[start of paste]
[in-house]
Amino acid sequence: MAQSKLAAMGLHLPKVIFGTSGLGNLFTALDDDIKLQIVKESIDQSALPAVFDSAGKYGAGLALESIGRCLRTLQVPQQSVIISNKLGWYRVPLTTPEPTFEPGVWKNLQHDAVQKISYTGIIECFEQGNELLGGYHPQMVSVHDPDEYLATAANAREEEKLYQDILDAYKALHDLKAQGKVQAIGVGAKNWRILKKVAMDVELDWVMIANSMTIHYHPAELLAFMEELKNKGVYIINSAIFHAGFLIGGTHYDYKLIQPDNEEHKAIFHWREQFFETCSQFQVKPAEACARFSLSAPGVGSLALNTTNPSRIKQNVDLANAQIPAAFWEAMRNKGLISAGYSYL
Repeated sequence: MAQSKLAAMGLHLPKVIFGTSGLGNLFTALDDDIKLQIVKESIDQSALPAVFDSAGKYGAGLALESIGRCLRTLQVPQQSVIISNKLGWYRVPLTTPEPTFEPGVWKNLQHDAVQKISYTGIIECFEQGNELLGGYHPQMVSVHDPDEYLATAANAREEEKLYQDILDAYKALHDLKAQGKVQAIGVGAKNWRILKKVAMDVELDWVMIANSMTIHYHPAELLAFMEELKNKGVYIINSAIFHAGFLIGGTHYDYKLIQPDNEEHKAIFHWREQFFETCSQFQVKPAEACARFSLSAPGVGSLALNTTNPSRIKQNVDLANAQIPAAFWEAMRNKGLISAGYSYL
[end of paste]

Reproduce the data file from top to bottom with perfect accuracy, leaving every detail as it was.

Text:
[in-house]
Amino acid sequence: MAQSKLAAMGLHLPKVIFGTSGLGNLFTALDDDIKLQIVKESIDQSALPAVFDSAGKYGAGLALESIGRCLRTLQVPQQSVIISNKLGWYRVPLTTPEPTFEPGVWKNLQHDAVQKISYTGIIECFEQGNELLGGYHPQMVSVHDPDEYLATAANAREEEKLYQDILDAYKALHDLKAQGKVQAIGVGAKNWRILKKVAMDVELDWVMIANSMTIHYHPAELLAFMEELKNKGVYIINSAIFHAGFLIGGTHYDYKLIQPDNEEHKAIFHWREQFFETCSQFQVKPAEACARFSLSAPGVGSLALNTTNPSRIKQNVDLANAQIPAAFWEAMRNKGLISAGYSYL
Repeated sequence: MAQSKLAAMGLHLPKVIFGTSGLGNLFTALDDDIKLQIVKESIDQSALPAVFDSAGKYGAGLALESIGRCLRTLQVPQQSVIISNKLGWYRVPLTTPEPTFEPGVWKNLQHDAVQKISYTGIIECFEQGNELLGGYHPQMVSVHDPDEYLATAANAREEEKLYQDILDAYKALHDLKAQGKVQAIGVGAKNWRILKKVAMDVELDWVMIANSMTIHYHPAELLAFMEELKNKGVYIINSAIFHAGFLIGGTHYDYKLIQPDNEEHKAIFHWREQFFETCSQFQVKPAEACARFSLSAPGVGSLALNTTNPSRIKQNVDLANAQIPAAFWEAMRNKGLISAGYSYL